In this document, we present the Brenton Butler case, where Mary Ann Stephens, who was a holiday, is shot in the head in front of her husband. Later, Brenton Butler, a 15 year old Black citizen, was arrested just because he was in a street near the place of crime and it was confirmed that he was the murderer. Mr Stephens identifies him and Butler signs a confession. So, one could imagine that anyone involved with the case is ready to condemn Brenton Butler. The American justice in that case would have been very simple. There is an eyewitness; there is confession, so Brenton Butler is clearly guilty. Fortunately, Butler's lawyer, Patrick McGuiness has reopened the inquiry, and discovered troubling elements about this case. So, he succeeded in proving his innocence. But, it's difficult to realize that a young Black can be tried for murder just because someone (especially someone a little bit disturbed because he saw a murder) identifies him as a murderer. In this case, there was no enquiry to prove that he was innocent, no material verification, and a lot of confusions in the conclusions drawn by the police.
[...] For example, experts would have looked for fingerprint in the victim's bag and found the real murderer. With the film “Un coupable ideal”, the American justice seems to be more unfair as you have to pay for private investigator, the jury judge only with fact exposed in front of them and decide if you are guilty or not whereas they don't know anything about law. But, I don't thing that the solution is to replace the American system by the French one. [...]
[...] The fundamental principle underlying trial proceedings is the presumption of innocence. Indeed, in virtue of constitutional Rights of 1789 and of the Declaration on the Rights of Man: “every man is presumed innocent until declared guilty." On the contrary in United States, the fundamental principle is to show that the person is guilty beyond the reasonable doubt. Also, you may note that strong methods are used in United States with suspects. We can wonder what kind of rights has a suspect in United States when we are watching this film. [...]
[...] Comparative Criminal Law: comparison between the French and the American system by studying Brenton Butler case ➢ Comparison between the French and the American system by studying Brenton Butler case A white woman, Mary Ann Stephens, was shot in the head in front of her husband. Later, Brenton Butler, a 15 year old black young guy, was arrested just because he was in a street that was very close to the crime place. Mister Stephens identifies him and Butler signs a confession. [...]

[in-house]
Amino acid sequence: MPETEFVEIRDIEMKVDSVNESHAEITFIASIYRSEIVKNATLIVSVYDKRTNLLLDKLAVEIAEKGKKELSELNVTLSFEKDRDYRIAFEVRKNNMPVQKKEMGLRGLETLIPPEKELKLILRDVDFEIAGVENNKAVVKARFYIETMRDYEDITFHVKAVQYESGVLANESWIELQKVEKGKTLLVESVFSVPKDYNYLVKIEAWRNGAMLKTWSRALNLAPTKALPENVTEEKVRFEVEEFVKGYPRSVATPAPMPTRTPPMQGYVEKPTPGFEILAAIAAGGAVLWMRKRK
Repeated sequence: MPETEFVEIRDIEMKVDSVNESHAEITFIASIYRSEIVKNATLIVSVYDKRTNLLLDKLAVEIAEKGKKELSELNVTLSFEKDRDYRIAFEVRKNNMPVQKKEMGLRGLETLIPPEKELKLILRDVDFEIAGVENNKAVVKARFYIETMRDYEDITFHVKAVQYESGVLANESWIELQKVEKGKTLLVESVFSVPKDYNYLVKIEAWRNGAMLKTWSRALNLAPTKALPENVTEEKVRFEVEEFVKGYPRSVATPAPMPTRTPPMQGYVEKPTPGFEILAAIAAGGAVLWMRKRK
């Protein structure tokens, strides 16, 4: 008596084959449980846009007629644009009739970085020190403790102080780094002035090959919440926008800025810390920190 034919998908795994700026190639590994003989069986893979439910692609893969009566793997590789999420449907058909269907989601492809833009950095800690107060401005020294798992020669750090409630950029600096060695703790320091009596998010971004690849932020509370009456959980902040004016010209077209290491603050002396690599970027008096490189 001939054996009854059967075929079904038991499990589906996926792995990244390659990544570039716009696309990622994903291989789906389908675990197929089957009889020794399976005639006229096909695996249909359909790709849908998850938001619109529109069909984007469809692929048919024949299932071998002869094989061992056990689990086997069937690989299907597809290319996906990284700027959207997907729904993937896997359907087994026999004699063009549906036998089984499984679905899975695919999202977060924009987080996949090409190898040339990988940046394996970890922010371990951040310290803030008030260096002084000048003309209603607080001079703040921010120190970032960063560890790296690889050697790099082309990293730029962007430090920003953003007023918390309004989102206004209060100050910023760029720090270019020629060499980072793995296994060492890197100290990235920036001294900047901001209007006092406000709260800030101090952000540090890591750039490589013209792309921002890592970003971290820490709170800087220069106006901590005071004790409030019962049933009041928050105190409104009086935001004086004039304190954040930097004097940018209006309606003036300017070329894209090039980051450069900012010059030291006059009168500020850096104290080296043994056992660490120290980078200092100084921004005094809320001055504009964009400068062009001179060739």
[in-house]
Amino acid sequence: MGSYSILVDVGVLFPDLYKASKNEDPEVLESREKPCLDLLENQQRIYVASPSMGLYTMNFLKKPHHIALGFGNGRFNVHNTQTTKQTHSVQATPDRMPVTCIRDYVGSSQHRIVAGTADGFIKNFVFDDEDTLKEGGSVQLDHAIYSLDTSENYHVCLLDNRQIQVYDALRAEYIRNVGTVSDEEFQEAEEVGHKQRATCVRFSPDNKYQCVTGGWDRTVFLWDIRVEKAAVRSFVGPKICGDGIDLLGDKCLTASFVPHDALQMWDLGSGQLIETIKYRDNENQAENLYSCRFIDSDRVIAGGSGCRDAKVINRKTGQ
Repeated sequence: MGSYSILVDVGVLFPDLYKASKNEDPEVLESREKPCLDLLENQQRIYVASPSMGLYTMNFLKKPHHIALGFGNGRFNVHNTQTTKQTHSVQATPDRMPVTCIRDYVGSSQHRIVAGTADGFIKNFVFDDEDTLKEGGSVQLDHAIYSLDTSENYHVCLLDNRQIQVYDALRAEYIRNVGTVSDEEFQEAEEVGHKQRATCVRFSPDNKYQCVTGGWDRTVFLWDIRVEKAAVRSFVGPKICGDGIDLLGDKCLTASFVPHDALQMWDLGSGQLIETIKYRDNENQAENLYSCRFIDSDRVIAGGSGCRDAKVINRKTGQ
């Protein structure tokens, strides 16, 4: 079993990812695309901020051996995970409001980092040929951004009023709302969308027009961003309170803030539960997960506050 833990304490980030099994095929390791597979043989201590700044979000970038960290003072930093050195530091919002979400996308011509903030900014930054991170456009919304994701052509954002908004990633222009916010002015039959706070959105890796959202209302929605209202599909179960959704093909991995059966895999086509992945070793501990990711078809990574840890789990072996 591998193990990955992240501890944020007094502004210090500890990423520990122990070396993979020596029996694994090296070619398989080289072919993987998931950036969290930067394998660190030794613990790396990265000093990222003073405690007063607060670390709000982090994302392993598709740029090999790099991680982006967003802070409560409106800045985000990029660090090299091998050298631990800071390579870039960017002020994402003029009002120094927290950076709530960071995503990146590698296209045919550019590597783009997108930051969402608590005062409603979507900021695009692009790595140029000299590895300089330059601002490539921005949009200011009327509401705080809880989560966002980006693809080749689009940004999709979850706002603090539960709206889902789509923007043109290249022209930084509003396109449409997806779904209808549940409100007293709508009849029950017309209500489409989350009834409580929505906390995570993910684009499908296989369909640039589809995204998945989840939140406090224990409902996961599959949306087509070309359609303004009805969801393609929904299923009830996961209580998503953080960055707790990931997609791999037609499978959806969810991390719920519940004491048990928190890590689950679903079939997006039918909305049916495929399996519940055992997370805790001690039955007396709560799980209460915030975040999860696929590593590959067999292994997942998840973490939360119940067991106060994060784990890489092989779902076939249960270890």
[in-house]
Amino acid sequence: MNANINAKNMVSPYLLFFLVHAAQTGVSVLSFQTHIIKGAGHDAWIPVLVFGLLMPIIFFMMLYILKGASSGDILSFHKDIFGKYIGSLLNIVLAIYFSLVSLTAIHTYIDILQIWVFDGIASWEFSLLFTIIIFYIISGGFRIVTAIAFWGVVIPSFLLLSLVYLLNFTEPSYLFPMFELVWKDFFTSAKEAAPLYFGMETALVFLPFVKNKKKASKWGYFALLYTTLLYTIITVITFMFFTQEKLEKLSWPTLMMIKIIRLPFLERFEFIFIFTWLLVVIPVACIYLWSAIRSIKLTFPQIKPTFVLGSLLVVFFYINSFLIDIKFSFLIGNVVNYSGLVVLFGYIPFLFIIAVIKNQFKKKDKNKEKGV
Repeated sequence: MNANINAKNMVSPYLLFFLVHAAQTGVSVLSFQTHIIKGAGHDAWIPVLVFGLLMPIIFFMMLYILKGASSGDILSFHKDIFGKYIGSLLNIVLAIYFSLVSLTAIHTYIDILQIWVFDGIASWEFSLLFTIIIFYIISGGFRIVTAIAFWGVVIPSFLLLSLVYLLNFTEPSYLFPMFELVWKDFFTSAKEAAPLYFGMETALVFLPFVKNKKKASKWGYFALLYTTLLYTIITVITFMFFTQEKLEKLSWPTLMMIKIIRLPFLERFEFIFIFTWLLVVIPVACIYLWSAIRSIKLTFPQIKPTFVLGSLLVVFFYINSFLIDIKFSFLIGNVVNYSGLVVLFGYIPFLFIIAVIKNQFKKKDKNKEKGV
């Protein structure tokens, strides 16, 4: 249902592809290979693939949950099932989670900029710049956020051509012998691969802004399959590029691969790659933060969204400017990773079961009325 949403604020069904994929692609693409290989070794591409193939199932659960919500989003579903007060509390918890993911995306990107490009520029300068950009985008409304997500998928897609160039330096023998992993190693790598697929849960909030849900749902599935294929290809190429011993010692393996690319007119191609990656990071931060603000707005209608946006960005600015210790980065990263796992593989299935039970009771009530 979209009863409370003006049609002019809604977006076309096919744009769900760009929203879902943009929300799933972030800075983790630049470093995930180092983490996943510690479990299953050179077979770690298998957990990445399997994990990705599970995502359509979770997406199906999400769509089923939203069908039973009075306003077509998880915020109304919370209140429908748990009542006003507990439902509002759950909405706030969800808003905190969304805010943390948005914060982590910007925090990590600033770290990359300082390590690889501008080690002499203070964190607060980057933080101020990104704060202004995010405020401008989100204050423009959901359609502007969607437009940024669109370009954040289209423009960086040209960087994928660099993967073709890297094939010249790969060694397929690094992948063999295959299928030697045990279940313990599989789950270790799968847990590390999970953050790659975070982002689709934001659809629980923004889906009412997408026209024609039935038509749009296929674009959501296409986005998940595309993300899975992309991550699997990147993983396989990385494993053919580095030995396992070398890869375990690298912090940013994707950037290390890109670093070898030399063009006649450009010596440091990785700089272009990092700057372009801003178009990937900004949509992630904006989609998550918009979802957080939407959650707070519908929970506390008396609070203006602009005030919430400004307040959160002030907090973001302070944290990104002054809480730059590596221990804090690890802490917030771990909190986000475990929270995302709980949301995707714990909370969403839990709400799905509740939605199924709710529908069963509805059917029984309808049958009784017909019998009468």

[...] In France, I think that the judge would have heard witnesses and suspects and ordered searches for other investigations in this case as there were confusions in the declaration of Brenton Butler. His goal was not the prosecution of a certain person, but to find the truth. As he has to look both for incriminating and exculpating evidence, you can deduce that he would have reopened the inquiry. The prosecution and the defense request actions from the judge and appeal the judge's decisions before the trial. The “juge d'instruction” needs a mandate given by the prosecutor's office to investigate crimes. [...]
[...] The judge is also a human being, you can understand that sometime it's difficult for him to look both for incriminating and exculpating evidence : he can have convictions in certain cases. In short, this case reveals that the failing of the French system can be considered as an advantage in the American one and vice versa. In fact, a good solution would be to make changes in these two systems instead of replacing the American one with the French one. Bibliography “Perspectives on French Criminal Law” par Sophie M. Clavier “Le systeme penal francais : quelles évolutions souhaitables“ par Georges Fenec “Basic Criminal Procedures” par Edward E. [...]
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